The present invention may be embodied in other specific forms without departing from the spirit or essential attributes thereof and, accordingly, reference should be made to the appended claims, rather than to the foregoing specification as indicating the scope of the invention.

Patent Citations
Cited PatentFiling datePublication dateApplicantTitle
US3267732 *Jun 7, 1963Aug 23, 1966Leeds & Northrup CoExpendable phase change detector device
US3321973 *Nov 12, 1964May 30, 1967Refractory Products CompanyTest apparatus and mold for molten metals
US3546921 *Aug 7, 1967Dec 15, 1970Harris MuffMethod of producing an initial thermal arrest in the cooling curve of hypereutectic cast iron
US3559452 *Sep 25, 1967Feb 2, 1971Republic Steel CorpThermal analysis of molten steel
US3818762 *Apr 5, 1972Jun 25, 1974Electro NitePhase change detector cup
US3844172 *Jan 14, 1972Oct 29, 1974J JericThermocouple test cup and cupholder
Non-Patent Citations
Reference
1 *"Carbon Equivalent in 60 Seconds" in Modern Castings Mar. 1962 pp. 37-39.
2 *"Gray Cast Iron Control by Cooling Curve Techniques" p. 95 in Modern Castings Feb. 1962.
Referenced by
Citing PatentFiling datePublication dateApplicantTitle
US4056407 *Mar 31, 1976Nov 1, 1977Electro-Nite Co.Thermocouple
US4059996 *Nov 16, 1976Nov 29, 1977Electro-Nite Co.Molten metal sample cup containing blob for promoting carbide formation
US4515485 *Jan 21, 1983May 7, 1985Electro-Nite Co.Molten metal sample cup
US4570496 *Oct 3, 1983Feb 18, 1986Falk Richard AMolten metal sampler with tellurium additive
US5524497 *Feb 21, 1995Jun 11, 1996Midwest Instrument Co., Inc.Additive for molten metal sampler
US6155122 *Apr 7, 1998Dec 5, 2000Midwest Instruments Co., Inc.Additive for molten metal sampler
US6695469Nov 19, 2001Feb 24, 2004Energy Absorption Systems, Inc.Roadway freezing point monitoring system and method
US7090392Nov 5, 2003Aug 15, 2006Energy Absorption Systems, Inc.Roadway freezing point monitoring system and method
EP0138499A2 *Oct 1, 1984Apr 24, 1985Richard Arden FalkMolten metal sampler with tellurium additive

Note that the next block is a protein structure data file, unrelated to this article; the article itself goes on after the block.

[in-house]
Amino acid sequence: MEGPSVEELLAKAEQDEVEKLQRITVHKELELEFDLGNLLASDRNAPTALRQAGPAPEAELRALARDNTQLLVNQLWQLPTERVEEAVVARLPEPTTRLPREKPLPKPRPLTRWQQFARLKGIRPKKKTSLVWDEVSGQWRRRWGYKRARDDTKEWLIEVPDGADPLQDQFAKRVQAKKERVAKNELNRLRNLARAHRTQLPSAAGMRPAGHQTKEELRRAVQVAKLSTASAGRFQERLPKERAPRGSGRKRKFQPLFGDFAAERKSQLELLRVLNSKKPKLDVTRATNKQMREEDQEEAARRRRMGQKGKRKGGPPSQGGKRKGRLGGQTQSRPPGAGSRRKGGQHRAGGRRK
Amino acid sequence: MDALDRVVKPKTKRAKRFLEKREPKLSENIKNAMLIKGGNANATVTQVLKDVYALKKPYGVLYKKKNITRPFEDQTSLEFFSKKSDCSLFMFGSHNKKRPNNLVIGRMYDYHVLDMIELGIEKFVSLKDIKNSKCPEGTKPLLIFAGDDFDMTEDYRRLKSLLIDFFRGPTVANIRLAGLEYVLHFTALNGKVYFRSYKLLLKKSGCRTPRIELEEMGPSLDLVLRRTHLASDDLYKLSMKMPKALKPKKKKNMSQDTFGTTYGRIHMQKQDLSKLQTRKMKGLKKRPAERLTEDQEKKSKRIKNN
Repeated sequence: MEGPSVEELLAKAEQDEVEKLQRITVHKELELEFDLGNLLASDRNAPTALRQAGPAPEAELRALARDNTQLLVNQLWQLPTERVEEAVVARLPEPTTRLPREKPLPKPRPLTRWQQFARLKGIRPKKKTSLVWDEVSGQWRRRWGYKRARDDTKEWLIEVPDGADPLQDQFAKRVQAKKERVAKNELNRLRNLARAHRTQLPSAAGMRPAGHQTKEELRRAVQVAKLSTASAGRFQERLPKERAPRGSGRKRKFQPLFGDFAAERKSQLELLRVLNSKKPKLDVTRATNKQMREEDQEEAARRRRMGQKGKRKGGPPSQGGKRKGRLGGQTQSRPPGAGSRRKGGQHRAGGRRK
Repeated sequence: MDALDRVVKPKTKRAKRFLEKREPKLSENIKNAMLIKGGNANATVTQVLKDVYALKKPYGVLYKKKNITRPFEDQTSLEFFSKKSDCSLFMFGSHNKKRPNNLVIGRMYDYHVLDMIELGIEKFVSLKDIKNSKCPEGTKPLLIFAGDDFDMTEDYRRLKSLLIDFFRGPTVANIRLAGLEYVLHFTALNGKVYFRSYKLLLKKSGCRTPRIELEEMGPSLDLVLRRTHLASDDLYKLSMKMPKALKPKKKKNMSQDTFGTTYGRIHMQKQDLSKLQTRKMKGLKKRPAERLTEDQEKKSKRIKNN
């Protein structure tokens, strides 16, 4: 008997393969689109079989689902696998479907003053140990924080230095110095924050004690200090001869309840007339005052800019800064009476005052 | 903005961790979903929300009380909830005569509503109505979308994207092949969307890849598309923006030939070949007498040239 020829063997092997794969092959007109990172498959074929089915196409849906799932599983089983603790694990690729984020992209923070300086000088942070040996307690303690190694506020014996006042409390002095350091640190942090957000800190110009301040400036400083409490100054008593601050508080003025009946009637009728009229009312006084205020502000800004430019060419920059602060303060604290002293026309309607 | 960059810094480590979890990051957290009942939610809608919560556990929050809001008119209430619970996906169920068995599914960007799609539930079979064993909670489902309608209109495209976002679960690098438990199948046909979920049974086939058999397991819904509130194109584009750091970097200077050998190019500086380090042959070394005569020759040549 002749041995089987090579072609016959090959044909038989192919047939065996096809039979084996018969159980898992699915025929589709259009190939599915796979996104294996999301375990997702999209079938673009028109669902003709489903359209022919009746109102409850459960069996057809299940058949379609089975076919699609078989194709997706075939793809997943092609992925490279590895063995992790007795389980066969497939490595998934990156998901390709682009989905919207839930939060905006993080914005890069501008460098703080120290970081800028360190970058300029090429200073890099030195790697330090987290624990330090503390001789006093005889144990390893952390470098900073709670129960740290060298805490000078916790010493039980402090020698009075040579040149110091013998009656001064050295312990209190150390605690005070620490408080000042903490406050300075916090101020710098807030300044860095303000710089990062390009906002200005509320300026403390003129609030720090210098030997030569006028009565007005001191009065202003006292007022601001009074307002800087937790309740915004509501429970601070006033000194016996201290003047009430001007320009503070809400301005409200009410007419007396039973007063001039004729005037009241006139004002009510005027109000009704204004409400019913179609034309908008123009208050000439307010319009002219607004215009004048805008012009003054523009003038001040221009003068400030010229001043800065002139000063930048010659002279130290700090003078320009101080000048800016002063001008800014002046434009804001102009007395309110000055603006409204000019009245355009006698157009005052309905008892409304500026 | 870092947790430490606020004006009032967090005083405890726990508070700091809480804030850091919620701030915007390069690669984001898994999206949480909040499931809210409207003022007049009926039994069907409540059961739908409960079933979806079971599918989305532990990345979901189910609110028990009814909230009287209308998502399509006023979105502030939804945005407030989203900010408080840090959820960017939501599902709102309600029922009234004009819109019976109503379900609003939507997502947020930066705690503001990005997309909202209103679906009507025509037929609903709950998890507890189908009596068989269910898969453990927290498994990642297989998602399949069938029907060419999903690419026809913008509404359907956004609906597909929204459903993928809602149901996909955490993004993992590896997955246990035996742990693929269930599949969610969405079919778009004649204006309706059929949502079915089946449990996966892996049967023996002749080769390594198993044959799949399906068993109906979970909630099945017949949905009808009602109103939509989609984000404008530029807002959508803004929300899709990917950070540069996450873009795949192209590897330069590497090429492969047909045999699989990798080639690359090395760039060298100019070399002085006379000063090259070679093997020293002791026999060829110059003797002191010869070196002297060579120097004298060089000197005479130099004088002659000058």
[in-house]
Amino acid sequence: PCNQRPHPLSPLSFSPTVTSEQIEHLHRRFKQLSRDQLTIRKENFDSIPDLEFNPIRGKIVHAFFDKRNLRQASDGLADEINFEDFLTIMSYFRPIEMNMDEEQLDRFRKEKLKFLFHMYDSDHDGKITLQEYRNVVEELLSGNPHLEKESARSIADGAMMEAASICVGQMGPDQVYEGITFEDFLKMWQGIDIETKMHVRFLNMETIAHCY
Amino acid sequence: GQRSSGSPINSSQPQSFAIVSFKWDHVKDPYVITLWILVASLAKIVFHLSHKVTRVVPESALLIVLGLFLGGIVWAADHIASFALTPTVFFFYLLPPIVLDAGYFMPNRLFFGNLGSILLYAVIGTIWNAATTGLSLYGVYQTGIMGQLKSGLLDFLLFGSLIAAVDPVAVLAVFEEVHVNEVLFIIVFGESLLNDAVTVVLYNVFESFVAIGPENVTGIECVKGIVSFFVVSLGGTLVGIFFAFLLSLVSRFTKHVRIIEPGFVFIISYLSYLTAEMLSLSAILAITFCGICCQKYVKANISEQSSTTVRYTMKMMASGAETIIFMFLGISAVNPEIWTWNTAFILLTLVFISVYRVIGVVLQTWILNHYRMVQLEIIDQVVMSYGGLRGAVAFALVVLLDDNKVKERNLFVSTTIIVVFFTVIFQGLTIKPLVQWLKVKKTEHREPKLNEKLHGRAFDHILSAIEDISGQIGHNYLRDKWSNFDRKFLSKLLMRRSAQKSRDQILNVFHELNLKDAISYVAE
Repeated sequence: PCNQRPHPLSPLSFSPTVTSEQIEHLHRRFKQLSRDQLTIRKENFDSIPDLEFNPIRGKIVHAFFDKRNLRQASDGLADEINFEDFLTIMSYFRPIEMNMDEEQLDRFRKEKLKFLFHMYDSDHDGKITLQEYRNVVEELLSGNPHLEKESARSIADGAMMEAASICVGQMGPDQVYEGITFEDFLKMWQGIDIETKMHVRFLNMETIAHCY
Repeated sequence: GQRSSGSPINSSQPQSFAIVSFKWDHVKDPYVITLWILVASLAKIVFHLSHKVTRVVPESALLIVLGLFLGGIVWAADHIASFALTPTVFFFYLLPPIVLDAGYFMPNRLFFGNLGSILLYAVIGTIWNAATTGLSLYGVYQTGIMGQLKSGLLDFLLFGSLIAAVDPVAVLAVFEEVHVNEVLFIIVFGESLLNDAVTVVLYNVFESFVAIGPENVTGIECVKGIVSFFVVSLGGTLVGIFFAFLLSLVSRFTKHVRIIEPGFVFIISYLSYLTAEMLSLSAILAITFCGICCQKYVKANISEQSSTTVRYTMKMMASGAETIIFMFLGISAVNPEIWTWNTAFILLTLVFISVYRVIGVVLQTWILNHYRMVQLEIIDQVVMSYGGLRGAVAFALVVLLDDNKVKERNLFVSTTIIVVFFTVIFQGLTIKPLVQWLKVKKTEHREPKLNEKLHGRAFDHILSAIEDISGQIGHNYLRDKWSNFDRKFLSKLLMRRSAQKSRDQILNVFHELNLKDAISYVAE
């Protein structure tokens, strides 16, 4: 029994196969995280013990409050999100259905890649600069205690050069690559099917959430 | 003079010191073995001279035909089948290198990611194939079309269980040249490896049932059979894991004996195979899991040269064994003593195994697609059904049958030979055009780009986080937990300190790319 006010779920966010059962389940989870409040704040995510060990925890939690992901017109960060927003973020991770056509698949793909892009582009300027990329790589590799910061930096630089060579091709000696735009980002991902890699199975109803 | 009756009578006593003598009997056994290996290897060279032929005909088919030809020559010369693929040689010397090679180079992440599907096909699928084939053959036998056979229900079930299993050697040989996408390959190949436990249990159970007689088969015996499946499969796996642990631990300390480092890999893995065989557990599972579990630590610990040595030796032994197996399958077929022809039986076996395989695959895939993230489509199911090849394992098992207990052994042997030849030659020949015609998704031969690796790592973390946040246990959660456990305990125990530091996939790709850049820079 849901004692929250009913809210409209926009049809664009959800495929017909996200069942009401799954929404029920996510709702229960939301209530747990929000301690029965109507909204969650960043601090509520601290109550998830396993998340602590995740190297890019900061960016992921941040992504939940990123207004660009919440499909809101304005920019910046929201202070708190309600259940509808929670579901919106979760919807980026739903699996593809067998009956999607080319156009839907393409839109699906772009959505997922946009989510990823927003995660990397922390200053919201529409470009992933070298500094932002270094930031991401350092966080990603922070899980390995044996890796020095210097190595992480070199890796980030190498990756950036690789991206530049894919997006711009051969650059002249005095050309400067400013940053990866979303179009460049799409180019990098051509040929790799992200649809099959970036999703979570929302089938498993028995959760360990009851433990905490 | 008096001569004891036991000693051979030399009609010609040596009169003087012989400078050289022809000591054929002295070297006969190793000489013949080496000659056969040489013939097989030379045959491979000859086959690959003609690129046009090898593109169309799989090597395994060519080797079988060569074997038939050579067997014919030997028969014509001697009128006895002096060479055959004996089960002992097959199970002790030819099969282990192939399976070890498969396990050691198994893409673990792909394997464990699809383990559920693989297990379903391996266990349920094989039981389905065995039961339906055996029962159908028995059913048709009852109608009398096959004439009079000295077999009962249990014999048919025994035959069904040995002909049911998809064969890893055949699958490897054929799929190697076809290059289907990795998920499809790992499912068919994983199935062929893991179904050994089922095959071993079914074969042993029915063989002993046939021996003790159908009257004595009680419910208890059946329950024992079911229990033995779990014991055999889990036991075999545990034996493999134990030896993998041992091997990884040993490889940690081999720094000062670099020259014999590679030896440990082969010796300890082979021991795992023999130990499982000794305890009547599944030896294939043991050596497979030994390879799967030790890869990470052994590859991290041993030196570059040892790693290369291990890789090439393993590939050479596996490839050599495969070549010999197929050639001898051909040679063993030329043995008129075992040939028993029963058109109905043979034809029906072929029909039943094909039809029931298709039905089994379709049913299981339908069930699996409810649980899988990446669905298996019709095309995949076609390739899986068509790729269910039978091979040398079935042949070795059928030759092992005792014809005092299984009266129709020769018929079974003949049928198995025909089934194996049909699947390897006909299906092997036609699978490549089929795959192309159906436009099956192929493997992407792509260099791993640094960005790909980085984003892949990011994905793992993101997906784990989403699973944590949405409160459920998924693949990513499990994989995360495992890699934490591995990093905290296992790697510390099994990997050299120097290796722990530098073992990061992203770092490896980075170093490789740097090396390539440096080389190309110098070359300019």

EP2733488A1 *Oct 16, 2013May 21, 2014Heraeus Electro-Nite International N.V.Detection device for molten metal
Classifications
U.S. Classification374/26, 73/DIG.9
International ClassificationG01N25/04, G01N33/20
Cooperative ClassificationY10S73/09, G01N25/04, G01N33/203
European ClassificationG01N33/20B, G01N25/04
Legal Events
DateCodeEventDescription
Jan 25, 1989ASAssignment
Owner name: ELECTRO-NITE CO.
Free format text: RELEASED BY SECURED PARTY;ASSIGNOR:BANQUE FRANCAISE DU COMMERCE EXTERIEUR, ACTING FOR ITSELF AND ASAGENT FOR CERTAIN OTHER SECURED PARTIES;REEL/FRAME:005012/0451
Effective date: 19880929
Feb 5, 1987ASAssignment
Owner name: ELECTRO-NITE CO., 11061 CAROLINE ROAD, PHILADELPHI
Free format text: ASSIGNMENT OF ASSIGNORS INTEREST.;ASSIGNOR:MRC ACQUISTION CORP. NO. 3;REEL/FRAME:004666/0938
Effective date: 19861222
Free format text: ASSIGNMENT OF ASSIGNORS INTEREST;ASSIGNOR:MRC ACQUISTION CORP. NO. 3;REEL/FRAME:004666/0938
Owner name: ELECTRO-NITE CO., A DE. CORP.,PENNSYLVANIA
Feb 4, 1987ASAssignment
Owner name: BANQUE FRANCAISE DU COMMERCE EXTERIEUR, A FRENCH B
Free format text: SECURITY INTEREST;ASSIGNOR:ELECTRO-NITE CO., A DE. CORP.;REEL/FRAME:004679/0147
Effective date: 19861223
Feb 2, 1987ASAssignment
Owner name: MRC ACQUISTION CORP., NO. 3, A CORP OF DE.
Free format text: ASSIGNMENT OF ASSIGNORS INTEREST.;ASSIGNOR:MIDLAND ROSS CORPORATION, A CORP OF DE.;REEL/FRAME:004716/0003
Effective date: 19861222
Jan 28, 1987ASAssignment
Owner name: MIDLAND-ROSS CORPORATION
Free format text: MERGER;ASSIGNORS:MIDLAND-ROSS CORPORATION, AN OH. CORP. (MERGED TO);MRC MERGER CORP., A DE. CORP. (CHANGED TO);REEL/FRAME:004666/0891
Effective date: 19860911
Jan 23, 1987ASAssignment
Owner name: MIDLAND-ROSS CORPORATION, A OHIO CORP.
Free format text: MERGER;ASSIGNOR:ELECTRO-NITE CO.;REEL/FRAME:004661/0626
Effective date: 19860909
Jan 20, 1987ASAssignment
Owner name: ELECTRO-NITE CO.
Free format text: CHANGE OF NAME;ASSIGNOR:M-R OHIO INC.;REEL/FRAME:004666/0866
Effective date: 19810622
Owner name: M-R OHIO INC., A OHIO CORP.
Free format text: ASSIGNMENT OF ASSIGNORS INTEREST.;ASSIGNOR:ELECTRO-NITE CO.,;REEL/FRAME:004658/0179
Effective date: 19861223